Among the titles recently announced for the 2014 Slamdance Film Festival, Kidnapped For Christ is the one I’m most anxious to see. It’s a documentary about an Evangelical Christian school in the Dominican Republic where gay teens are sent to be reformed through behavior modification programming. That’s not anything we haven’t heard of before, and such places were even played for comedy in the ’90s indie flick But I’m a Cheerleader. The thing about that movie, though, is that it seems dated. Apparently not, at least as far as attempts to “cure” homosexuality are concerned. Kidnapped For Christ reminds me of Jesus Camp, the idea of religious brainwashing being a main theme, yet in this film the kids are older and more consciously forced against their will. The place in Jesus Camp isn’t necessarily bad (though many viewers see it that way), but the school in this new doc definitely is.
That makes it all the more incredible that the makers of Kidnapped For Christ were allowed access to film inside Escuela Caribe and interview the students about why they’re there (not all are gay but just “troubled”) and what they’re being put through. Also unlike Jesus Camp, there is a clear agenda with this production and its depiction of the school as a human rights problem. The story is that director Kate Logan was herself an Evangelical missionary and hadn’t initially intended to make a film against the school and its practices. I’m told she actually meant to make a film about the “positive effects” the school could have on troubled youth. Documentaries are best when they go in directions that were unexpected by the filmmakers, and the fact that Logan changed her mind about her subject and did a 180 along the way makes the project sound immensely compelling. Presumably that aspect will be addressed in the film — or hopefully, anyway, so long as it doesn’t displace the focus and wind up being too much about her.
As we learned a few months ago, Kidnapped For Christ has brought on former NSYNC singer Lance Bass as an executive producer, and he’s become the face of the film through a Kickstarter campaign to get it all finished in time for next month’s fest premiere. He’s also, as the big celebrity name attached to the doc, a draw for some of the pledge incentives, which include signed posters and DVDs, a personal thank you message from him and a dinner with the entire crew that he will also attend. Joining him in the appeal of fame department is fellow executive producer Mike C. Manning, from The Real World: D.C., where his thing on the reality TV series was that he was a devout Christian and also bisexual. Another big name on the doc is Tom DeSanto, producer of X-Men and Transformers movies, including the upcoming Transformers: Age of Extinction.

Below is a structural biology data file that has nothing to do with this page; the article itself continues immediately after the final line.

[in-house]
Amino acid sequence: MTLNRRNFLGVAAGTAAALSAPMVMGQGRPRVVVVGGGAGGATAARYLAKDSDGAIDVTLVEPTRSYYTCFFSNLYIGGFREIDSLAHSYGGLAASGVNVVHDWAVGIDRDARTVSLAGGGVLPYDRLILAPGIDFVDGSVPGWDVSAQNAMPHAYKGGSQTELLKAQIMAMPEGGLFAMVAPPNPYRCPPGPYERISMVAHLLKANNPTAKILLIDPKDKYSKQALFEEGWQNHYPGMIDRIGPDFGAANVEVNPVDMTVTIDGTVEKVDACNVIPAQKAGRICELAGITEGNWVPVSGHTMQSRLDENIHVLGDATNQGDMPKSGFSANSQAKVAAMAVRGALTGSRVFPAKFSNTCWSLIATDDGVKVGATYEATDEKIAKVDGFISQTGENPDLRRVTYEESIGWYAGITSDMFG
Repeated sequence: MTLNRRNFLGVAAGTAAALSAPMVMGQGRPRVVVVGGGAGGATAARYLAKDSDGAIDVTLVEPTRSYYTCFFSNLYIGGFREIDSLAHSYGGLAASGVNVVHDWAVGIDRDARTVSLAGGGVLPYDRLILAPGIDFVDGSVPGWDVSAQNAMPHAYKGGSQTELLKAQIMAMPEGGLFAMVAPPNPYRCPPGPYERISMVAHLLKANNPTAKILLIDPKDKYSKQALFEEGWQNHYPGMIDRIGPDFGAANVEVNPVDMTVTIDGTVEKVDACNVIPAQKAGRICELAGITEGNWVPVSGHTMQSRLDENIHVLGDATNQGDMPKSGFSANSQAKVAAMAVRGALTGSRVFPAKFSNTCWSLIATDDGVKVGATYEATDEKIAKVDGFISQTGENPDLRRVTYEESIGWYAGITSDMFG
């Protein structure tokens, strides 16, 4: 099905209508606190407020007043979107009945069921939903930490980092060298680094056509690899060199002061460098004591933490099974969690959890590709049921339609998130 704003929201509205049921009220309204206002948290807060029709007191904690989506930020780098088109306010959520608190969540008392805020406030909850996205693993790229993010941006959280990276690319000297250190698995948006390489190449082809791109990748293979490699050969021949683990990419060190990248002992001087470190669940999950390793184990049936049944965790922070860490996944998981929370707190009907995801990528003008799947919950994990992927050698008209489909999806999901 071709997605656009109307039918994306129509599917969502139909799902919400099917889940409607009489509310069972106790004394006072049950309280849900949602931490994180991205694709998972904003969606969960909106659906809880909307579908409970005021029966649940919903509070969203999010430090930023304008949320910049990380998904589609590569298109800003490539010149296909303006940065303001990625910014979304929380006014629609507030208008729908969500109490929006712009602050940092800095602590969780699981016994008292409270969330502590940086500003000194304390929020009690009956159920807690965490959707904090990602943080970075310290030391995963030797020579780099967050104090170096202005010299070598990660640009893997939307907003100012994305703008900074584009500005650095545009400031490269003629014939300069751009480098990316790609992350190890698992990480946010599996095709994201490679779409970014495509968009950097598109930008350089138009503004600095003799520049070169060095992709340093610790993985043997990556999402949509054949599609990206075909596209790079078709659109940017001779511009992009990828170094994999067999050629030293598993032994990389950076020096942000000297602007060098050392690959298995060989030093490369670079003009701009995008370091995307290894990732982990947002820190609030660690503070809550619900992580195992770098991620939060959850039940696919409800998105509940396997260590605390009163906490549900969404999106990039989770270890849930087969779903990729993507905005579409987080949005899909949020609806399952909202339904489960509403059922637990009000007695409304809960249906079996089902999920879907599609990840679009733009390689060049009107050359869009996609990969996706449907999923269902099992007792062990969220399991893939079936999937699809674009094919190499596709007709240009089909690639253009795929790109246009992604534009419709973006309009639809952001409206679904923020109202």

I can see there being a lot of levels to this doc, and if I can make another comparison going by what it looks like from the trailer, I’m picturing a kind of exciting third act akin to the one in The Cove. There is a hint of a rescue mission to free one of the gay teens we meet at Escuela Caribe who turns 18 during the film. And because he’s therefore an adult, the fact that he’s being held at the school against his will becomes a matter of real international kidnapping as opposed to having to legally put up with what his parents order done to him. Even that might be a concern worth exposing, though, because part of what apparently effected Logan’s reversal was the physical labor and general mistreatment involved, which might just constitute as abuse.
You should know that in supporting the film, you’re not supporting any cause or charity other than helping a movie get made. I say that not because I think there are a lot of you who would be interested in this doc but not in helping underage gay teens but because all the pledge incentives have a tax deductible portion, which makes it sound like part of your contribution goes to a non-profit. Well, it does, but the organization is the International Documentary Association, which is sponsoring the film. And you can actually deduct your entire pledge if you don’t want any of those Lance Bass perks (or any others) with it. If you do want to take action and support the cause, the filmmakers do provide information on how to do so in a congressional manner on the main website for Kidnapped For Christ.
Watch the doc’s trailer above and the campaign video starring Bass and Manning below to see if this is a project you’re interested in seeing. The Kickstarter effort to raise $25k ends on New Year’s Day.